April 1, 2004
Running Time: 00:47:36
To bolster the U.S. Food and Drug Administration's ability to evaluate the safety of dietary supplements, a new report from the Institute of Medicine and the National Research Council of the National Academies outlines a science-based process for assessing supplement ingredients, even when data about a substance's safety in humans is scarce. This approach to safety evaluation works within the regulatory parameters set by the Dietary Supplement Health and Education Act (DSHEA), which does not require manufacturers to provide safety data on their products. However, supplement makers, the public, and others need to increase their reporting of health problems related to supplement use in order to further improve the agency's ability to protect consumers, the report says.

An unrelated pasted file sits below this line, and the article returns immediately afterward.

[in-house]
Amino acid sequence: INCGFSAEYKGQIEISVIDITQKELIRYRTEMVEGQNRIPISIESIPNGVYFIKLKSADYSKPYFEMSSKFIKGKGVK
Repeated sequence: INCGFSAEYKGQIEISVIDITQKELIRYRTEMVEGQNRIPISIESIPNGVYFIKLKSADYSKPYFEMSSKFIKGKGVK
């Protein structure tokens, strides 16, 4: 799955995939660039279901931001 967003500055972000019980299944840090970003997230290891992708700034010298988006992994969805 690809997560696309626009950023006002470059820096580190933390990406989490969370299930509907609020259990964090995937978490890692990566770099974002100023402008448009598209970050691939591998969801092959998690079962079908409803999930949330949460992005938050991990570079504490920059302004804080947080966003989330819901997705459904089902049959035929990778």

Barbara O. Schneeman, Ph.D. (chair),
Associate Vice Provost, University Outreach, and
Professor of Nutrition,
Department of Nutrition and
Division of Clinical Nutrition and Metabolism,
University of California Davis.